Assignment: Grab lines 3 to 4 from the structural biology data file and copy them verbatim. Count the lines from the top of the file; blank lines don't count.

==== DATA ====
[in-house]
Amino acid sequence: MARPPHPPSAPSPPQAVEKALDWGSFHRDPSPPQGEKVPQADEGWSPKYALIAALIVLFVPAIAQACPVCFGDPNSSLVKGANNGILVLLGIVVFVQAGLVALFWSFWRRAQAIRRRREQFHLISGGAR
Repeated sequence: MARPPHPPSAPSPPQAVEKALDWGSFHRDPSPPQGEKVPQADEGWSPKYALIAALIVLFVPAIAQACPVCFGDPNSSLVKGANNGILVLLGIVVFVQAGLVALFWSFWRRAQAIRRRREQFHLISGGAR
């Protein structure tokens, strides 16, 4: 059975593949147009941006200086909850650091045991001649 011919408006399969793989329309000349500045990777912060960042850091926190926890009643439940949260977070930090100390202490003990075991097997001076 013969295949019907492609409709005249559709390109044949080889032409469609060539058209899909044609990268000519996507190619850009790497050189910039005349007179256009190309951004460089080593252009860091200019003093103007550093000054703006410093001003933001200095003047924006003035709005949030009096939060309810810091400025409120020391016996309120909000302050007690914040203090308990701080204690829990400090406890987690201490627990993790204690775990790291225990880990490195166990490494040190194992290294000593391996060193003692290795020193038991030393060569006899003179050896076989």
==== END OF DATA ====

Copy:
Repeated sequence: MARPPHPPSAPSPPQAVEKALDWGSFHRDPSPPQGEKVPQADEGWSPKYALIAALIVLFVPAIAQACPVCFGDPNSSLVKGANNGILVLLGIVVFVQAGLVALFWSFWRRAQAIRRRREQFHLISGGAR
């Protein structure tokens, strides 16, 4: 059975593949147009941006200086909850650091045991001649 011919408006399969793989329309000349500045990777912060960042850091926190926890009643439940949260977070930090100390202490003990075991097997001076 013969295949019907492609409709005249559709390109044949080889032409469609060539058209899909044609990268000519996507190619850009790497050189910039005349007179256009190309951004460089080593252009860091200019003093103007550093000054703006410093001003933001200095003047924006003035709005949030009096939060309810810091400025409120020391016996309120909000302050007690914040203090308990701080204690829990400090406890987690201490627990993790204690775990790291225990880990490195166990490494040190194992290294000593391996060193003692290795020193038991030393060569006899003179050896076989």